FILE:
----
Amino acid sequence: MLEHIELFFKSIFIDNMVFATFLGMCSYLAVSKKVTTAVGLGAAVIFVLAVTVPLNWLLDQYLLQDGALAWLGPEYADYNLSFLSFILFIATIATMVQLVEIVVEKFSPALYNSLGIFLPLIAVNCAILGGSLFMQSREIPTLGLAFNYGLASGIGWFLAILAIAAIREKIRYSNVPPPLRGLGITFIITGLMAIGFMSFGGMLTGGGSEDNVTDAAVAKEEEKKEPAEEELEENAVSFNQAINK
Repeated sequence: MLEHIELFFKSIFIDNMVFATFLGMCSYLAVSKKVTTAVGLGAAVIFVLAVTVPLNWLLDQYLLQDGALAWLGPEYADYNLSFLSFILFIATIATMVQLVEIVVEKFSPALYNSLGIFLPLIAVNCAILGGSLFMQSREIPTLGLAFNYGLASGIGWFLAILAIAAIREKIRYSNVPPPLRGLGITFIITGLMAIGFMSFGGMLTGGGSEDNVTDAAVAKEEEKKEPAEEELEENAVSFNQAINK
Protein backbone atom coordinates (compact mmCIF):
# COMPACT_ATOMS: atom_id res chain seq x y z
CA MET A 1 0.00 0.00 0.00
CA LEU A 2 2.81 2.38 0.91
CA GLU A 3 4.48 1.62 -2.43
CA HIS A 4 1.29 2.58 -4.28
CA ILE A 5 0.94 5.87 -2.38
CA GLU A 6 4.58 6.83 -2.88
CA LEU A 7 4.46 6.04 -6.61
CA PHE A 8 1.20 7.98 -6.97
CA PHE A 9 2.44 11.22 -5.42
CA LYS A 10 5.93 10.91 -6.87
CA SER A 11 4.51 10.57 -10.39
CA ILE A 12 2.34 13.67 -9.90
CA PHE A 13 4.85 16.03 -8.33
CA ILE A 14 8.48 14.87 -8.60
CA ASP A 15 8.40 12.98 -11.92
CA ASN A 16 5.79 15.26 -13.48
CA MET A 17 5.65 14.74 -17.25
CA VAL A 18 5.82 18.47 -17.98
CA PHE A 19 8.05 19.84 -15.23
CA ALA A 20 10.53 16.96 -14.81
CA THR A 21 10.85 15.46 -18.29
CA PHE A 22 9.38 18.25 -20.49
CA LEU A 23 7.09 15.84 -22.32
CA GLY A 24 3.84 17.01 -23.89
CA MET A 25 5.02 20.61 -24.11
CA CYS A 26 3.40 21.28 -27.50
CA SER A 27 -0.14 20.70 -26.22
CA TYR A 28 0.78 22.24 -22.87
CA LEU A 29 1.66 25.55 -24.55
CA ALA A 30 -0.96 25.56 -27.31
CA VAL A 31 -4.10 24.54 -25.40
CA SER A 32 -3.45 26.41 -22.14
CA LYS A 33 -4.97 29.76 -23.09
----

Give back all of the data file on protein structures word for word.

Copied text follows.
Amino acid sequence: MLEHIELFFKSIFIDNMVFATFLGMCSYLAVSKKVTTAVGLGAAVIFVLAVTVPLNWLLDQYLLQDGALAWLGPEYADYNLSFLSFILFIATIATMVQLVEIVVEKFSPALYNSLGIFLPLIAVNCAILGGSLFMQSREIPTLGLAFNYGLASGIGWFLAILAIAAIREKIRYSNVPPPLRGLGITFIITGLMAIGFMSFGGMLTGGGSEDNVTDAAVAKEEEKKEPAEEELEENAVSFNQAINK
Repeated sequence: MLEHIELFFKSIFIDNMVFATFLGMCSYLAVSKKVTTAVGLGAAVIFVLAVTVPLNWLLDQYLLQDGALAWLGPEYADYNLSFLSFILFIATIATMVQLVEIVVEKFSPALYNSLGIFLPLIAVNCAILGGSLFMQSREIPTLGLAFNYGLASGIGWFLAILAIAAIREKIRYSNVPPPLRGLGITFIITGLMAIGFMSFGGMLTGGGSEDNVTDAAVAKEEEKKEPAEEELEENAVSFNQAINK
Protein backbone atom coordinates (compact mmCIF):
# COMPACT_ATOMS: atom_id res chain seq x y z
CA MET A 1 0.00 0.00 0.00
CA LEU A 2 2.81 2.38 0.91
CA GLU A 3 4.48 1.62 -2.43
CA HIS A 4 1.29 2.58 -4.28
CA ILE A 5 0.94 5.87 -2.38
CA GLU A 6 4.58 6.83 -2.88
CA LEU A 7 4.46 6.04 -6.61
CA PHE A 8 1.20 7.98 -6.97
CA PHE A 9 2.44 11.22 -5.42
CA LYS A 10 5.93 10.91 -6.87
CA SER A 11 4.51 10.57 -10.39
CA ILE A 12 2.34 13.67 -9.90
CA PHE A 13 4.85 16.03 -8.33
CA ILE A 14 8.48 14.87 -8.60
CA ASP A 15 8.40 12.98 -11.92
CA ASN A 16 5.79 15.26 -13.48
CA MET A 17 5.65 14.74 -17.25
CA VAL A 18 5.82 18.47 -17.98
CA PHE A 19 8.05 19.84 -15.23
CA ALA A 20 10.53 16.96 -14.81
CA THR A 21 10.85 15.46 -18.29
CA PHE A 22 9.38 18.25 -20.49
CA LEU A 23 7.09 15.84 -22.32
CA GLY A 24 3.84 17.01 -23.89
CA MET A 25 5.02 20.61 -24.11
CA CYS A 26 3.40 21.28 -27.50
CA SER A 27 -0.14 20.70 -26.22
CA TYR A 28 0.78 22.24 -22.87
CA LEU A 29 1.66 25.55 -24.55
CA ALA A 30 -0.96 25.56 -27.31
CA VAL A 31 -4.10 24.54 -25.40
CA SER A 32 -3.45 26.41 -22.14
CA LYS A 33 -4.97 29.76 -23.09